For Wall Street banks and other companies accused of malfeasance, the risk of getting slapped with a big fine by the U.S. Securities and Exchange Commission will soon drop significantly.
That's because Kara Stein, the SEC's lone Democratic commissioner, has to leave the regulator at the beginning of next year. Until President Donald J. Trump nominates a successor -- something his business-friendly administration may have little incentive to do -- Republican commissioners will have outsize influence to block cases.
The implications of the SEC's looming vacancy haven't gone unnoticed on Capitol Hill. Democratic Senator Elizabeth Warren, a vocal critic of banks, said in an interview she's concerned it will lead to companies getting off easy.
Although SEC enforcement lawyers investigate wrongdoing and negotiate fines with companies, the agency's chairman and its commissioners must approve any penalties through a majority vote. The SEC has five politically appointed officials when at full strength. It will be down to two political independents and two Republicans once Ms. Stein departs. That means when Republicans oppose fines, the regulator will be gridlocked.
SEC attorneys are already having anxious conversations, privately questioning whether they will be able to settle cases that include corporate penalties, said two people with direct knowledge of the discussions who asked not to be named because the exchanges were private.
In a possible nod to the coming challenges, a number of fines against companies have been approved this month while Ms. Stein still has a vote. This week alone, the SEC has announced penalties against UBS Group, Bank of New York Mellon Corp. and Banco Santander.
Ms. Stein, in an interview, declined to discuss how her departure might affect SEC investigations. She did say the agency needs "to have all the tools in the toolbox, including penalties."
Natalie Strom, a spokeswoman for SEC chairman Jay Clayton, declined to comment.
The soon-to-be shorthanded SEC is but one example of how Mr. Trump and GOP control of Congress have affected Washington's oversight of corporate America. Despite the daily turmoil that seems to engulf the White House, the Trump administration has been successful in weakening regulations and installing officials across government who've ended the multibillion-dollar fines that were a staple of Barack Obama's presidency.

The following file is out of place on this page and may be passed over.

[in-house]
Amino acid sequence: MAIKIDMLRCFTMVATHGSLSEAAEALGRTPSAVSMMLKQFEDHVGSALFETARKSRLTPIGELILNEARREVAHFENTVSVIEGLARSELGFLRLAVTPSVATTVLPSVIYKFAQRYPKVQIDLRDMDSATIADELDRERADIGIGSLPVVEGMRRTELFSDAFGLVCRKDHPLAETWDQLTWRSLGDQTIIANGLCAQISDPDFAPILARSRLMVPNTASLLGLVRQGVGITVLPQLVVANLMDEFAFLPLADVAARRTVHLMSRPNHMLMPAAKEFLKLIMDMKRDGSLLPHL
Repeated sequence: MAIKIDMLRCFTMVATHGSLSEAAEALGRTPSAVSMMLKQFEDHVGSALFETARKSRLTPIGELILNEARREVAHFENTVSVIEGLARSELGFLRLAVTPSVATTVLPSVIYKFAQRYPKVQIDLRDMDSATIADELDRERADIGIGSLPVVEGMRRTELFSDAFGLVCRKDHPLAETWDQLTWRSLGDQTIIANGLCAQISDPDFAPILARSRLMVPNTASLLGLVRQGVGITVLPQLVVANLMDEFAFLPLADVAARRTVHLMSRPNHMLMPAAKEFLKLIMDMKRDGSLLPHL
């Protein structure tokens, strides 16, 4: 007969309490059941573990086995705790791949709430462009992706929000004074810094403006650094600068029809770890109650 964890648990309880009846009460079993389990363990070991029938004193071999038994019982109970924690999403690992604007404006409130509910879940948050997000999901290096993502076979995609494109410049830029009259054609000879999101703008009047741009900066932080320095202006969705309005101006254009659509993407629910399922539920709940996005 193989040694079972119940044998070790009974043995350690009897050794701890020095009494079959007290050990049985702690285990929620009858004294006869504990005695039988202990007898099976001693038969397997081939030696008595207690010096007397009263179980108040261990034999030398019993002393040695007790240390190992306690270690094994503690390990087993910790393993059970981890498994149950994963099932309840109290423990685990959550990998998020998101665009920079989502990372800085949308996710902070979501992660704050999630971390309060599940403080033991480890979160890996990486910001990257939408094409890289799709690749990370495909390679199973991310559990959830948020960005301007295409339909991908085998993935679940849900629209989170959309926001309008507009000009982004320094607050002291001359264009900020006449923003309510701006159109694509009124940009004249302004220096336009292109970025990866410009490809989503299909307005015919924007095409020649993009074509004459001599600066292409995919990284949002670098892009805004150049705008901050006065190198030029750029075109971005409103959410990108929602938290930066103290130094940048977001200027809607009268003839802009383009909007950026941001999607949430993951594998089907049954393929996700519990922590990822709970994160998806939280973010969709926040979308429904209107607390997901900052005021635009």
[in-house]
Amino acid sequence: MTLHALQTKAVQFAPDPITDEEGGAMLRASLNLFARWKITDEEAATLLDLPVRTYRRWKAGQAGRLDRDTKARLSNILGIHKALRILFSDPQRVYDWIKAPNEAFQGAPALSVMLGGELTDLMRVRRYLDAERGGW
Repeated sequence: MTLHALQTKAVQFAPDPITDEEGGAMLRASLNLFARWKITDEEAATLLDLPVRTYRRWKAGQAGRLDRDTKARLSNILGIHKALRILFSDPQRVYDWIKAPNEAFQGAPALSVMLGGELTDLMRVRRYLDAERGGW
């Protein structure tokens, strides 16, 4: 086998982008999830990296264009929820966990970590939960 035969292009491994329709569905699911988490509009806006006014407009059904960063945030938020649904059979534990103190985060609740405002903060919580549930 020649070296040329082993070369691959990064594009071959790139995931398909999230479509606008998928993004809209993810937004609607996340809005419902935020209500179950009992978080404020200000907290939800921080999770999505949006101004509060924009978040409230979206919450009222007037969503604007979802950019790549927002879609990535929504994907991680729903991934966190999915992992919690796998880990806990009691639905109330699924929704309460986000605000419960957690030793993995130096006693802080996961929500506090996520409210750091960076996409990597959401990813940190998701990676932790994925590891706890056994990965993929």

The White House didn't respond to a request for comment.
Republican lawmakers and business groups, including the U.S. Chamber of Commerce, have long criticized corporate penalties. Their main argument is that fines are ultimately paid by shareholders, who've already been hurt by the slumping stock prices that often accompany the disclosure of investigations by regulators.
Mr. Clayton, a former lawyer to Wall Street banks, hasn't been as opposed to punishing companies as his resume might suggest. An independent nominated by Mr. Trump, he ultimately has control over which cases come up for a vote.
Mr. Clayton has sided with Ms. Stein and Commissioner Robert Jackson Jr. over the past year in approving fines against a number of corporations, including Tesla Inc. and Citigroup Inc.
Mr. Jackson, an independent whose appointment came at the recommendation of Democratic lawmakers, declined to comment.
"Without the Democratic vote, I do expect enforcement to change," said Urska Velikonja, a Georgetown University law professor who tracks SEC cases. "I do expect fewer cases against public companies and Wall Street firms, and when those cases are brought, I expect to see lower fines or no fines."
Republican SEC commissioner Hester Peirce has been an outspoken critic of many corporate penalties. Fellow Republican Elad Roisman, a former Senate aide who joined the SEC in September, sided with her in voting against a $34.5 million fine for Walgreens Boots Alliance Inc. and a $1 million sanction involving Putnam Investment Management.
"I expect the commission to continue doing its work and considering each case on its facts and circumstances," Ms. Peirce said in an interview. She declined to discuss Ms. Stein's departure. Mr. Roisman declined to comment.
Some progressives blame a surprising target for Ms. Stein's leaving without a Democratic successor in place: Senate Minority Leader Chuck Schumer.
They argue that Mr. Schumer didn't do enough to make sure Senate Majority Leader Mitch McConnell paired Mr. Roisman's nomination with a Democratic candidate, as is often customary when both political parties have pending openings at the SEC.
"Bad deal-making," Jeff Hauser, executive director of the Revolving Door Project, said of Mr. Schumer. "I don't think it was a priority."
A spokesman for Mr. Schumer declined to comment.
Ms. Warren said she disagrees with the criticism of Mr. Schumer, arguing the fault lies purely with Republicans.
"It has been the tradition of the Senate that nominees that are from the Republican side and the Democratic side to commissions like these move together," she said. "Leader McConnell violated that understanding."